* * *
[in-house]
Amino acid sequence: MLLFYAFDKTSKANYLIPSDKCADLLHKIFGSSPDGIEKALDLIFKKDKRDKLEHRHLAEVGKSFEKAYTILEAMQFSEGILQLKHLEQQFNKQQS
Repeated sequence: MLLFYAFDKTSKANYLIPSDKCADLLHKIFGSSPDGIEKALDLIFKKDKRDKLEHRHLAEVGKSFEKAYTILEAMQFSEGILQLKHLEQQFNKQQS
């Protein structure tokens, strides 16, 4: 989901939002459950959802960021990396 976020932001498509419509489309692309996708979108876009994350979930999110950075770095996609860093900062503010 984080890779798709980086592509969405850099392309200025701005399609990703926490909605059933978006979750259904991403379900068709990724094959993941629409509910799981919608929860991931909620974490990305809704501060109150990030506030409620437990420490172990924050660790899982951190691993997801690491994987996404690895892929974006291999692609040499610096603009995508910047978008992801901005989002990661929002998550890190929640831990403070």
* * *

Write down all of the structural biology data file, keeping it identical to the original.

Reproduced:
[in-house]
Amino acid sequence: MLLFYAFDKTSKANYLIPSDKCADLLHKIFGSSPDGIEKALDLIFKKDKRDKLEHRHLAEVGKSFEKAYTILEAMQFSEGILQLKHLEQQFNKQQS
Repeated sequence: MLLFYAFDKTSKANYLIPSDKCADLLHKIFGSSPDGIEKALDLIFKKDKRDKLEHRHLAEVGKSFEKAYTILEAMQFSEGILQLKHLEQQFNKQQS
């Protein structure tokens, strides 16, 4: 989901939002459950959802960021990396 976020932001498509419509489309692309996708979108876009994350979930999110950075770095996609860093900062503010 984080890779798709980086592509969405850099392309200025701005399609990703926490909605059933978006979750259904991403379900068709990724094959993941629409509910799981919608929860991931909620974490990305809704501060109150990030506030409620437990420490172990924050660790899982951190691993997801690491994987996404690895892929974006291999692609040499610096603009995508910047978008992801901005989002990661929002998550890190929640831990403070």